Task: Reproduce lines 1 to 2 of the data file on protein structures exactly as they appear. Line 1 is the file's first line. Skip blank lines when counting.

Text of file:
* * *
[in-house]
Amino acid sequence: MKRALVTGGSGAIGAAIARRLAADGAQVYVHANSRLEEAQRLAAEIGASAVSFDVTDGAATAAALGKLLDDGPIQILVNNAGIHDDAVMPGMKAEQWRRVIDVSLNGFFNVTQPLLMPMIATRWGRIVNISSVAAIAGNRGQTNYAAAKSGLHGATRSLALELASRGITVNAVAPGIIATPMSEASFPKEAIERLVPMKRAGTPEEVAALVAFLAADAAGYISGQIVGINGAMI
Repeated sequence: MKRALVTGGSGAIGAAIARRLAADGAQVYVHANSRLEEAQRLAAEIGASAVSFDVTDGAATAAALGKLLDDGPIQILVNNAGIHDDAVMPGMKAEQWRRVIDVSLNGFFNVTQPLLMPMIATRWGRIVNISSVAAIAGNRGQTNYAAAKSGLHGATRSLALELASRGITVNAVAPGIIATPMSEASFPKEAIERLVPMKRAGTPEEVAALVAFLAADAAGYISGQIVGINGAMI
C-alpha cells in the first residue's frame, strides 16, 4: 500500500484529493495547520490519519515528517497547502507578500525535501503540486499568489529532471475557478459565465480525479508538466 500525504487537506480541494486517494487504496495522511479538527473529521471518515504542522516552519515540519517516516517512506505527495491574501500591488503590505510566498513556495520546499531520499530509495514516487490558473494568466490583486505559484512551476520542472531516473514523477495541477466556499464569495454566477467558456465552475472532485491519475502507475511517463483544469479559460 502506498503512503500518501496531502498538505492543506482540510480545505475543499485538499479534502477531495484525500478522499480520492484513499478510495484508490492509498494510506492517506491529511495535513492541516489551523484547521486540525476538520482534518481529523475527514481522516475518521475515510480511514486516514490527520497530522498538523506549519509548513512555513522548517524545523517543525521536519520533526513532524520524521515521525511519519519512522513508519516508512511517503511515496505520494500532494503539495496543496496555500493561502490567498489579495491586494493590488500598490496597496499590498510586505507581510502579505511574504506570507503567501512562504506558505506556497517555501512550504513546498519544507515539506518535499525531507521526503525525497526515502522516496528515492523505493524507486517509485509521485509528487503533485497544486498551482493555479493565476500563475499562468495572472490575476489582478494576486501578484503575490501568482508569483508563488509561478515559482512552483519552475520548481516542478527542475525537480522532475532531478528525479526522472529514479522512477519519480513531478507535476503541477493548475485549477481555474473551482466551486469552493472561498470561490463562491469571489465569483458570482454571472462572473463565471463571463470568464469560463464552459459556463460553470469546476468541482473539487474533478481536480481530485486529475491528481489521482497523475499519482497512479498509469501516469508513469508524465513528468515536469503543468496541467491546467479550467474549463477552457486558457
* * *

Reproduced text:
[in-house]
Amino acid sequence: MKRALVTGGSGAIGAAIARRLAADGAQVYVHANSRLEEAQRLAAEIGASAVSFDVTDGAATAAALGKLLDDGPIQILVNNAGIHDDAVMPGMKAEQWRRVIDVSLNGFFNVTQPLLMPMIATRWGRIVNISSVAAIAGNRGQTNYAAAKSGLHGATRSLALELASRGITVNAVAPGIIATPMSEASFPKEAIERLVPMKRAGTPEEVAALVAFLAADAAGYISGQIVGINGAMI